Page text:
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Real Gold A Story of Adventure   By: (1831-1909)

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Real Gold, by George Manville Fenn.




"Bother the old fish!"

"Yes; they won't bite."

"It's no good, Perry; they are having their siesta. Let's get in the shade and have one too."

"What! in the middle of the day go to sleep? No, thank you. I'm not a foreigner."

"More am I; but you come and live out here for a bit, and you'll be ready enough to do as the Romans I mean the Spaniards do."

"Not I, Cyril, and I don't believe fish do go to sleep."

"What? Why, I've seen them lie in shoals here, perfectly still; basking in the hot sunshine, fast asleep."

"With their eyes shut?"

"Gammon! Fish can't shut their eyes."

"Then they can't go to sleep. My! it is hot. I shan't fish any more."

Two boys sitting in a boat half a mile from the shore, and sheltered by a ridge of rocks from the tremendous swell of the vast Pacific Ocean, which to north and south curled over in great glistening billows upon the sand in the former instance, to scoop it out, carry it back, and then throw it up farther away; in the latter, to strike upon sheer rocks and fly up in silver spray with a low deep sound as of muttered thunder. Away to the west there was the great plain of smooth damasked silver, lost at last in a faint haze, and all so bright that the eyes ached and were dazzled by its sheen. To the east, the bright looking port of San Geronimo, with a few ships, and half a dozen long, black, red funnelled screw steamers at anchor; beyond them wharves and warehouses, and again beyond these the houses of the little town, with a few scattered white villas rising high on terrace and shelf of the steep cliffs. The place looked bright and attractive seen from the distance, but dry and barren. Nothing green rested and refreshed the eye. No trees, no verdant slope of lawn or field; nothing but sand in front, glittering rock behind. Everything suggested its being a region where no rain fell.

But, all the same, it had its beauty. More, its grandeur, for apparently close at hand, though miles away in the clear distance, rose the great Sierra the mighty range of mountains, next to the Himalayas the highest in the world and seeming to rise suddenly like a gigantic wall right up into the deep blue sky, cloudless, and dazzling with the ice and snow.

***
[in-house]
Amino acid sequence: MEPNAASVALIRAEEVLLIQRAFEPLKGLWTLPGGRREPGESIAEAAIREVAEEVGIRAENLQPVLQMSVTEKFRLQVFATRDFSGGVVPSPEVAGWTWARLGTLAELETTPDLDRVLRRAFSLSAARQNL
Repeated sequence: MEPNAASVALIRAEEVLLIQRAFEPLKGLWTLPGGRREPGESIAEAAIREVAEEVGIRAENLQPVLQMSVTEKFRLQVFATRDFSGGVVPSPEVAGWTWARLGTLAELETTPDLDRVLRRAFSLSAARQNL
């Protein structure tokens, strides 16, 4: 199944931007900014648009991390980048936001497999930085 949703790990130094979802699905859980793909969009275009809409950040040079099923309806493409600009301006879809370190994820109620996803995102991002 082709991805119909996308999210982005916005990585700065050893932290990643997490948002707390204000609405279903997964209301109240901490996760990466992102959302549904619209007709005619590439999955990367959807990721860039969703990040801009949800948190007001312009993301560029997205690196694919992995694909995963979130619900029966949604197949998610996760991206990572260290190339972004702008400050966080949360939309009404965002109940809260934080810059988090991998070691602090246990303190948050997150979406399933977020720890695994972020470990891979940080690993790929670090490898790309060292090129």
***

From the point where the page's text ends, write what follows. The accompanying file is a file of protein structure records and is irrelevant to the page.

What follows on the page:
The two boys, both of them, though fair by nature, tanned now of a warm reddish brown, were of about the same age, and nearly the same physique; and as now they twisted the stout lines they had been holding round the thole pins of the boat, which softly rose and fell with a pleasant lulling motion, the first who had spoken unfastened the neck button of his shirt.

"Hullo! Going to bathe?"

"Bathe! No, thankye. I should wake up the sharks: they'd bite then."


"Yes, you may shudder. They grow fine about here. Why, before I'd made a dozen strokes, you'd hear me squeak, and see me go down and never come up again."

"How horrid! You don't mean it, though, do you?"

"Yes, it's true enough. I'm going to have a nap."

As the boy spoke, he lay back in the stern of the boat, and placed his broad Panama hat over his face.

"I say, Perry, old chap!" he continued, with his voice sounding whistly through the closely woven hat.


"If you smell me burning, wake me up."

"All right," said the lad addressed as Perry; and resting his elbows on his knees, he sat gazing up at the huge towering mountain nearest at hand for a few minutes, then:


"Hullo!" drowsily.

"Don't go to sleep, old chap; I want to talk to you."

"I can't go to sleep if you talk. What is it?"

"I say, how rum it seems for it to be boiling hot down here, and all that ice and snow to be up there. Look."

"Yes," said Cyril, "'tis its nature to. I don't want to look. Seen it before."

"But how far is it up to where the snow is a thousand feet?"

"What?" cried Cyril, starting up into a sitting position, with his hat falling off... Continue reading book >>

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